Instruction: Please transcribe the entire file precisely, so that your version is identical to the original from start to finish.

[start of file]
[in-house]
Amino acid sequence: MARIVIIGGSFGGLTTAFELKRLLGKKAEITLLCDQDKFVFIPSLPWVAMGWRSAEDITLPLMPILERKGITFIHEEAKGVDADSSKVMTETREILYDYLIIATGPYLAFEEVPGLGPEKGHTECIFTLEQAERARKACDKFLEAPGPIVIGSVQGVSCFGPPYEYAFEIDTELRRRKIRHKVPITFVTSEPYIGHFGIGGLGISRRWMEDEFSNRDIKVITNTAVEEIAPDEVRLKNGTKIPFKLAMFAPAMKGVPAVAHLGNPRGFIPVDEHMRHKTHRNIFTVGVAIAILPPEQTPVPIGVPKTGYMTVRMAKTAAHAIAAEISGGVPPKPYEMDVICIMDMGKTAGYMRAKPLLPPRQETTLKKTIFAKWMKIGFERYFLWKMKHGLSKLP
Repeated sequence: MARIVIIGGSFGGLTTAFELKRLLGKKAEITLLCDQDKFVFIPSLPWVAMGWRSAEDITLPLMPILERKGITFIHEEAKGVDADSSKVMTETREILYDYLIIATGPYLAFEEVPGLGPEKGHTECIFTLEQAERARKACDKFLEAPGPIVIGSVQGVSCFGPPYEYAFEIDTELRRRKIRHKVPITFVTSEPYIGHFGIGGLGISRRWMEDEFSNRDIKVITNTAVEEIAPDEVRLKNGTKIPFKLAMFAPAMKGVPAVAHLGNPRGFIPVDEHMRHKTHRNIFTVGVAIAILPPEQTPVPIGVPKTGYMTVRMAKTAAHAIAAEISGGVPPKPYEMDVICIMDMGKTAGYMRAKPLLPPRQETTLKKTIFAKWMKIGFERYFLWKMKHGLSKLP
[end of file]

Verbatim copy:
[in-house]
Amino acid sequence: MARIVIIGGSFGGLTTAFELKRLLGKKAEITLLCDQDKFVFIPSLPWVAMGWRSAEDITLPLMPILERKGITFIHEEAKGVDADSSKVMTETREILYDYLIIATGPYLAFEEVPGLGPEKGHTECIFTLEQAERARKACDKFLEAPGPIVIGSVQGVSCFGPPYEYAFEIDTELRRRKIRHKVPITFVTSEPYIGHFGIGGLGISRRWMEDEFSNRDIKVITNTAVEEIAPDEVRLKNGTKIPFKLAMFAPAMKGVPAVAHLGNPRGFIPVDEHMRHKTHRNIFTVGVAIAILPPEQTPVPIGVPKTGYMTVRMAKTAAHAIAAEISGGVPPKPYEMDVICIMDMGKTAGYMRAKPLLPPRQETTLKKTIFAKWMKIGFERYFLWKMKHGLSKLP
Repeated sequence: MARIVIIGGSFGGLTTAFELKRLLGKKAEITLLCDQDKFVFIPSLPWVAMGWRSAEDITLPLMPILERKGITFIHEEAKGVDADSSKVMTETREILYDYLIIATGPYLAFEEVPGLGPEKGHTECIFTLEQAERARKACDKFLEAPGPIVIGSVQGVSCFGPPYEYAFEIDTELRRRKIRHKVPITFVTSEPYIGHFGIGGLGISRRWMEDEFSNRDIKVITNTAVEEIAPDEVRLKNGTKIPFKLAMFAPAMKGVPAVAHLGNPRGFIPVDEHMRHKTHRNIFTVGVAIAILPPEQTPVPIGVPKTGYMTVRMAKTAAHAIAAEISGGVPPKPYEMDVICIMDMGKTAGYMRAKPLLPPRQETTLKKTIFAKWMKIGFERYFLWKMKHGLSKLP